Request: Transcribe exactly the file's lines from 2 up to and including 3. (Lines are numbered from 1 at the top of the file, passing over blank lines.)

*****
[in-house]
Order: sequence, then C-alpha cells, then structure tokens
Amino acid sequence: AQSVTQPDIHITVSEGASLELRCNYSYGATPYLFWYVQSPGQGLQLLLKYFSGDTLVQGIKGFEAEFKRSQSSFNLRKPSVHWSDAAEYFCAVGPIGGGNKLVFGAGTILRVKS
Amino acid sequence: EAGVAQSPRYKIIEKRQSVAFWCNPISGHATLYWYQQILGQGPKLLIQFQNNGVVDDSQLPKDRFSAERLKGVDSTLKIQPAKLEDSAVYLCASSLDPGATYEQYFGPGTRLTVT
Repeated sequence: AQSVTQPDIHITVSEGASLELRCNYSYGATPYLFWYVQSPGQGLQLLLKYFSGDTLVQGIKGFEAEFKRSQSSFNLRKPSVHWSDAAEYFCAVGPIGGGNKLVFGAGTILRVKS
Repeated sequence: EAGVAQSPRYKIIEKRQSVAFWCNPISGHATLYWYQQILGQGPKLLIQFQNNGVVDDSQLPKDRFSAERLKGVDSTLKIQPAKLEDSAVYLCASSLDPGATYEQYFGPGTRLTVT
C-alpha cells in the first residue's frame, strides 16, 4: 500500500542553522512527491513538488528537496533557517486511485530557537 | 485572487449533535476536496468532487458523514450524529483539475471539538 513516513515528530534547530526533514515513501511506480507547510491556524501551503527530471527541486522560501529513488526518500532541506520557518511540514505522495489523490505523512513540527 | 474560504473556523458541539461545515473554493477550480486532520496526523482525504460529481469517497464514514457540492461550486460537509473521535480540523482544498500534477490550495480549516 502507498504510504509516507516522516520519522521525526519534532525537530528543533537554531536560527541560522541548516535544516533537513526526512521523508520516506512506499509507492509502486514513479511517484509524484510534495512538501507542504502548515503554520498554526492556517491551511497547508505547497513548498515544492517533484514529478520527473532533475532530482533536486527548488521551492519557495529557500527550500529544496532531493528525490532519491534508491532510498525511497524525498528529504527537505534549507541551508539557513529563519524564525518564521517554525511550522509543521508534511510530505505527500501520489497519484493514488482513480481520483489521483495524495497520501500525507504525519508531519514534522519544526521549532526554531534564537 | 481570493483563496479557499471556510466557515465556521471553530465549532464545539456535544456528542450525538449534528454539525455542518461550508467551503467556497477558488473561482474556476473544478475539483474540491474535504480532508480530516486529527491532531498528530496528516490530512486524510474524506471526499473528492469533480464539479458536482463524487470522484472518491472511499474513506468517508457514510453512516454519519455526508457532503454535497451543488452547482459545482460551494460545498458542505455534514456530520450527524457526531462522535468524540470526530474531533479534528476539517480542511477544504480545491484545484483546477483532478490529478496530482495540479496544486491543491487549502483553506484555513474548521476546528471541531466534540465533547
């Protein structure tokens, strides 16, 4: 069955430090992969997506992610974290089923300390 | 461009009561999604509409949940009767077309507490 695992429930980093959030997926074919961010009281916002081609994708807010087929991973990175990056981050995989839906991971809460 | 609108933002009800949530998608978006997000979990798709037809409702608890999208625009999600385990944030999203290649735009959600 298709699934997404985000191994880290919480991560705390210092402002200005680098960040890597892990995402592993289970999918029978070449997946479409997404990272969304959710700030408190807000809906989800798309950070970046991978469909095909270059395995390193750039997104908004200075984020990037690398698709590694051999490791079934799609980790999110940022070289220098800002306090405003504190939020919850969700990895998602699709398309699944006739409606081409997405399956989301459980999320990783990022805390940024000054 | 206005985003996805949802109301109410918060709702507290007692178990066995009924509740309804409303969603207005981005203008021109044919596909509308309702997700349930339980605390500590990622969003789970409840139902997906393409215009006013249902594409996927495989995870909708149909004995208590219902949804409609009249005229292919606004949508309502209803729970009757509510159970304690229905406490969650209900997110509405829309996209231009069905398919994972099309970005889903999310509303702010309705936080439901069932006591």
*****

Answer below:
Order: sequence, then C-alpha cells, then structure tokens
Amino acid sequence: AQSVTQPDIHITVSEGASLELRCNYSYGATPYLFWYVQSPGQGLQLLLKYFSGDTLVQGIKGFEAEFKRSQSSFNLRKPSVHWSDAAEYFCAVGPIGGGNKLVFGAGTILRVKS